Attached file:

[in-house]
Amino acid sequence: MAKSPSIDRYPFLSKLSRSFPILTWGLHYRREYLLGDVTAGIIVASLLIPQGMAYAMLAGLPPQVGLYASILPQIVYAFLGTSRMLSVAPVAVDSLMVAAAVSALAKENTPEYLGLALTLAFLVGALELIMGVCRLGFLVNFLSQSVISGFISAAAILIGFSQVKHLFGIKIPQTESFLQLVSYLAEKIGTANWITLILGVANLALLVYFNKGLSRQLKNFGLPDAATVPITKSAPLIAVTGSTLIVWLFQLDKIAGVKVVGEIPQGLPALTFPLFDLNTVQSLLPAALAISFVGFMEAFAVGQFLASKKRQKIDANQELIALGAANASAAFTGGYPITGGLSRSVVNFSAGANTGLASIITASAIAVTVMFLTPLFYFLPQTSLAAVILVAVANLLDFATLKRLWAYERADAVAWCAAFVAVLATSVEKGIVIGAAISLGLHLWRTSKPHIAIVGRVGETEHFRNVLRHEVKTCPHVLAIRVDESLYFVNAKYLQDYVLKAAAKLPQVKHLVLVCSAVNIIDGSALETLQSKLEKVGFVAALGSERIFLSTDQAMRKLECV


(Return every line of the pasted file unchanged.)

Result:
[in-house]
Amino acid sequence: MAKSPSIDRYPFLSKLSRSFPILTWGLHYRREYLLGDVTAGIIVASLLIPQGMAYAMLAGLPPQVGLYASILPQIVYAFLGTSRMLSVAPVAVDSLMVAAAVSALAKENTPEYLGLALTLAFLVGALELIMGVCRLGFLVNFLSQSVISGFISAAAILIGFSQVKHLFGIKIPQTESFLQLVSYLAEKIGTANWITLILGVANLALLVYFNKGLSRQLKNFGLPDAATVPITKSAPLIAVTGSTLIVWLFQLDKIAGVKVVGEIPQGLPALTFPLFDLNTVQSLLPAALAISFVGFMEAFAVGQFLASKKRQKIDANQELIALGAANASAAFTGGYPITGGLSRSVVNFSAGANTGLASIITASAIAVTVMFLTPLFYFLPQTSLAAVILVAVANLLDFATLKRLWAYERADAVAWCAAFVAVLATSVEKGIVIGAAISLGLHLWRTSKPHIAIVGRVGETEHFRNVLRHEVKTCPHVLAIRVDESLYFVNAKYLQDYVLKAAAKLPQVKHLVLVCSAVNIIDGSALETLQSKLEKVGFVAALGSERIFLSTDQAMRKLECV